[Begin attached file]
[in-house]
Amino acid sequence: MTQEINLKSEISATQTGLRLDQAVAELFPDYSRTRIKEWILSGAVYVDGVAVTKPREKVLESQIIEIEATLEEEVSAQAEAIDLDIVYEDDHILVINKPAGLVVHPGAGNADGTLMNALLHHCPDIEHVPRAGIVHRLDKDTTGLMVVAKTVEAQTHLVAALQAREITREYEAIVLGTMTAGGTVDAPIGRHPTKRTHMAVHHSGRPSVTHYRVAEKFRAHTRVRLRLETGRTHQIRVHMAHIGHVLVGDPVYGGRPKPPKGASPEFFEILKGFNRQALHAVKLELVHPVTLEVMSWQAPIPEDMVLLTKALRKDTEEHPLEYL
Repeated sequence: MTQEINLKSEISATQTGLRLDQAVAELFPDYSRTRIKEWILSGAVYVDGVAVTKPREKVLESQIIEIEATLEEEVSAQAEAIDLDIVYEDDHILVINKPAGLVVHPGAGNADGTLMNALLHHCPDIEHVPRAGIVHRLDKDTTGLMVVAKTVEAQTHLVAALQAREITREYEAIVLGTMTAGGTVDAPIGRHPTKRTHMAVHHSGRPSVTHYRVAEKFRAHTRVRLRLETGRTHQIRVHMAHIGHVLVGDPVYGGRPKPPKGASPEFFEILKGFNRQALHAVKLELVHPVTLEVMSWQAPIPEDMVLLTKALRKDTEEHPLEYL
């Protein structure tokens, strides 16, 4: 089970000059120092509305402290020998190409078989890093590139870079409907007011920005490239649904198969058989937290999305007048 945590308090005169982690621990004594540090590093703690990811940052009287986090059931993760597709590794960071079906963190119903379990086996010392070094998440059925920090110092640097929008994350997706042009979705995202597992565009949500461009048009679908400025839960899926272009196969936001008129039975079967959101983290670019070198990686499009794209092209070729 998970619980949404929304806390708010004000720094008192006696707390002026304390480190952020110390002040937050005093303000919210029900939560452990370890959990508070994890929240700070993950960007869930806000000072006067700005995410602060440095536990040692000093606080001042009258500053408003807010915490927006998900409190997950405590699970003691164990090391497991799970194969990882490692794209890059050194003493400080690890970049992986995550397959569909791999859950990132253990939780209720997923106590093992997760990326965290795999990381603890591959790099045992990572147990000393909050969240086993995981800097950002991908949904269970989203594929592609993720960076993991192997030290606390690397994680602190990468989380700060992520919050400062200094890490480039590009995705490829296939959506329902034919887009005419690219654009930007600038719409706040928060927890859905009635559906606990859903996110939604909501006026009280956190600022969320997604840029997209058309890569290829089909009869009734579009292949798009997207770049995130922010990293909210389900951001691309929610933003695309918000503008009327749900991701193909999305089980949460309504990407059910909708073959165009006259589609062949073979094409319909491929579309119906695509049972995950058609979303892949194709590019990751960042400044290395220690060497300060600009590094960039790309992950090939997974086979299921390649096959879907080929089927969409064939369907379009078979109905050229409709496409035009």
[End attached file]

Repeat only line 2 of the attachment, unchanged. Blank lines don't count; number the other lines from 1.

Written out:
Amino acid sequence: MTQEINLKSEISATQTGLRLDQAVAELFPDYSRTRIKEWILSGAVYVDGVAVTKPREKVLESQIIEIEATLEEEVSAQAEAIDLDIVYEDDHILVINKPAGLVVHPGAGNADGTLMNALLHHCPDIEHVPRAGIVHRLDKDTTGLMVVAKTVEAQTHLVAALQAREITREYEAIVLGTMTAGGTVDAPIGRHPTKRTHMAVHHSGRPSVTHYRVAEKFRAHTRVRLRLETGRTHQIRVHMAHIGHVLVGDPVYGGRPKPPKGASPEFFEILKGFNRQALHAVKLELVHPVTLEVMSWQAPIPEDMVLLTKALRKDTEEHPLEYL